The Opioid Crisis: What is the Government Doing About It? Part 3 – The Promotion of Healthy, Evidence-Based Methods of Pain Management
This blog series is devoted to better understanding the efforts our Federal government is undertaking to combat the opioid epidemic in America. Earlier this year, the Department of Health and Human Services (HHS) announced a five-part strategy that will be utilized to combat the opioid epidemic. In previous posts, we have focused on parts one and two of the strategy which include (1) increasing availability to addiction treatment services and (2) improvements in public health data and reporting as a means to drive more effective solutions for the ever-expanding opioid crisis.
In this post, we’ll examine the third prong of HHS’ five-part strategy, which is the promotion of healthy, evidence-based methods of pain management. The Comprehensive Addiction and Recovery Act of 2016 was the genesis for the Pain Management Best Practices Inter-Agency Task Force. The Task Force is a large group comprised of Federal representatives from various HHS agencies, the Department of Veterans Affairs, the Department of Defense (DOD) and the Office of National Drug Control Policy. Non-Federal representatives include experts from various health care disciplines (e.g. pain management, substance use disorders, mental health and others) as well as patients, members of advocacy groups and first responders to overdose situations. The Task Force has been charged with two responsibilities: (i) to determine whether there are gaps or inconsistencies in pain management best practices among federal agencies; and (ii) to propose recommendations for the best ways to address identified gaps or inconsistencies.
While this is undoubtedly a good idea, it’s not a new idea. In 2010, the Patient Protection and Affordable Care Act required HHS to partner with the Institute of Medicine (IOM) on a very similar initiative. The goals for the HHS-IOM partnership were to (i) increase awareness of pain as a significant public health problem; (ii) identify and reduce barriers to appropriate care; (iii) evaluate the adequacy of assessment, diagnosis, treatment and management of acute and chronic pain across the population; and (iv) improve pain care research, education and care. The result of the partnership was a report issued by the IOM in 2011. The report included 16 recommendations for improvements in data collection and reporting; the availability and effectiveness of pain care; public, patient and professional education about pain; and relevant basic, translational and clinical research. There is seemingly a great deal of overlap between the recommendations that resulted from the HHS-IOM partnership in 2011 and HHS’ current five-part strategy . . . and this begs the question, “Did these previous efforts fail and if so, why?”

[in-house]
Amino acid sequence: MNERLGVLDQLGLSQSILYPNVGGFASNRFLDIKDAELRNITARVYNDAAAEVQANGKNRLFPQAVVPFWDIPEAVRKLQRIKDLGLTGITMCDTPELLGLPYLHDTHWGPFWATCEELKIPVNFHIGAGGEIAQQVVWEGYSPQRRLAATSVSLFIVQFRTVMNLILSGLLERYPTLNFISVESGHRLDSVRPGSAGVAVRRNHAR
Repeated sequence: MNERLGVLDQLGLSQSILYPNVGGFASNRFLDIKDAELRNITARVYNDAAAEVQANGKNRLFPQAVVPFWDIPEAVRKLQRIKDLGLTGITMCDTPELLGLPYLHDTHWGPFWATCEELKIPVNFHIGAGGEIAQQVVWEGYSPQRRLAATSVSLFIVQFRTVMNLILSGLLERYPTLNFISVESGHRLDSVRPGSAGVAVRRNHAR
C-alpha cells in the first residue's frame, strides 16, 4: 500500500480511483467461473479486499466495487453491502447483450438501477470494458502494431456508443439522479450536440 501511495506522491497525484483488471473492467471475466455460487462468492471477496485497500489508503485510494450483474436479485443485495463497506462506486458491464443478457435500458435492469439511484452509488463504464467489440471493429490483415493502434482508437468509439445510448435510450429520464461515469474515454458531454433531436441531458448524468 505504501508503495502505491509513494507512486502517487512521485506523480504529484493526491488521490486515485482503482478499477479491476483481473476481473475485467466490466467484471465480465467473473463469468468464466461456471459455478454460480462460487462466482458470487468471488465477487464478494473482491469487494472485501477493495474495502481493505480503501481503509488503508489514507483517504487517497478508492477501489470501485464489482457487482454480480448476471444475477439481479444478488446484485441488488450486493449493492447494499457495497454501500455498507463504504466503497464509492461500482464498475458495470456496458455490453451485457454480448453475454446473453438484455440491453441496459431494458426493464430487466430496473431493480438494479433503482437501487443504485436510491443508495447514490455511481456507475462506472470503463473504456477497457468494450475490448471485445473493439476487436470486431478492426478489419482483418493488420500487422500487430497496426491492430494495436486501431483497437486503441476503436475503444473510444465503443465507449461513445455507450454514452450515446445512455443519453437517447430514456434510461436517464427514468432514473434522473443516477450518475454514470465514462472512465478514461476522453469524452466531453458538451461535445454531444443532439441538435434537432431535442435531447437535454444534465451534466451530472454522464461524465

This is not the only Federal initiative underway to develop best practices for the treatment of pain. The National Institutes of Health (NIH) has designated eleven academic centers across the United States as Centers of Excellence in Pain Education. These centers serve as a resource for students of many health care disciplines to enhance knowledge of pain and its treatment. Last year, the Veterans Administration, DOD and NIH announced a collaborative research project which will devote $81 million over six years to support pain management research in military and veteran populations. The Indian Health Service has created a national committee on Heroin, Opioid and Pain Efforts (HOPE) which will focus efforts on safe, effective pain management and the prevention of opioid misuse.
Last but certainly not least, the Food and Drug Administration (FDA) is constantly surveilling the opioid landscape to identify those agents whose risks outweigh its benefits. As outlined in our prior blog posts, on June 2017, the FDA recommended that Opana ER be withdrawn from the market for these reasons. In July 2018, the manufacturer of Opana ER, Endo Pharmaceuticals, complied and withdrew Opana ER from the market.